The Best of All Worlds


Monday, May 25th



Citizen Khan creator, Adil Ray, and Great British Bake-Off winner, Nadiya Hussain, urged Muslims celebrating Eid last weekend to follow the guidance on social distancing.

The religious festival marking the end of Ramadan is normally a time when families and friends get together, but this year due to coronavirus people were being reminded not to gather. Nadiya Hussain said, "this could not be a better time to put others first”,


I hope our Muslim neighbours had a blessed Eid anyway. I have to say, I admire the commitment of so many Muslims who fast from dawn to dusk, especially when Ramadan falls at a time when, in Britain, dawn to dusk is a long time. There is ample evidence during this crisis that all Faith communities are displaying the best of their leaders' teachings. It is good to be reminded that some of our stereotypes of religious beliefs and practices are derived from the the worst examples of a minority of extreme behaviours on all sides.


None of the religions of the world are free from history that is shameful. It would be easy to dwell on persecution within each Faith as well as between them. Holy scriptures have lent extremists and fundamentalists grounds for all kinds of deplorable attitudes and actions, past and present. Yet the basic tenets of all the faiths have no doubt contributed to the altruistic values embodied in documents like the UN Declaration of Human Rights and domestic creations like the National Health Service.


There is so much evidence today of cooperation between communities of all faiths and none in seeking to support individuals and families as they struggle to maintain body, mind and spirit in times of desperate need. Does not this surge of goodwill and self-sacrifice challenge us to re-examine our prejudices towards those who are different and give us a determination to widen our view of who is our neighbour?


Jesus did just that when he conjured up the most familiar image of the Good Samaritan. A man of a different faith from that of the injured traveller, rescuing him when the victim's own religious leaders turned a blind eye to his needs in preference to their own self-preservation. Such exhortations to unconditional compassion can be found in the teachings of all faiths. They must be the focus of our motivation in responding to the current crisis, and not obscured by self-centred fears for the preservation of our economy and world status.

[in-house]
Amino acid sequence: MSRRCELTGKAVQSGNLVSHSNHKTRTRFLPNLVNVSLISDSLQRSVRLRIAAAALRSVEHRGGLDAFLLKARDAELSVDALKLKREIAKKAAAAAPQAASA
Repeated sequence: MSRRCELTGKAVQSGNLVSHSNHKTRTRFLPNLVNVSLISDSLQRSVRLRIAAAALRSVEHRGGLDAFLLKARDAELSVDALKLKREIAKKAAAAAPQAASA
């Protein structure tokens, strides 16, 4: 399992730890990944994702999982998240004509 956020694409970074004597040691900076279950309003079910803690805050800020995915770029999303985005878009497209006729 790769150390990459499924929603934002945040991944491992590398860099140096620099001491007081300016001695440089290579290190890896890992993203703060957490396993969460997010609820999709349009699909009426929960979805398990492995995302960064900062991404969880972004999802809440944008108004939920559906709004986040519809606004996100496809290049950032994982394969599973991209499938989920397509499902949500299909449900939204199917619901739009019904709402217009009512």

Nationally, there is incessant broadcasting of depressing facts and figures about the corona virus. It would be so much better for our spiritual well-being to be gleaning the great stories that are out there in social media, local newscasts and in our own neighbourhoods of the myriad of good deeds and kind words that people are sharing every hour of every day.


When I needed a neighbour

Were you there, were you there?

When I needed a neighbour, were you there?

And the creed and the colour

And the name won't matter

Were you there?


I was hungry and thirsty

Were you there, were you there?

I was hungry and thirsty, were you there?

And the creed and the colour

And the name won't matter

Were you there?


I was cold, I was naked

Were you there, were you there?

I was cold, I was naked, were you there?

And the creed and the colour

And the name won't matter

Were you there?


When I needed a shelter

Were you there, were you there?

When I needed a shelter were you there?

And the creed and the colour

And the name won't matter

Were you there?

Sydney Carter


Prayer:

Mother, Father God,

Help us to see the neighbour in all who we meet.

Help us to be the neighbour to all who we meet,

Amen


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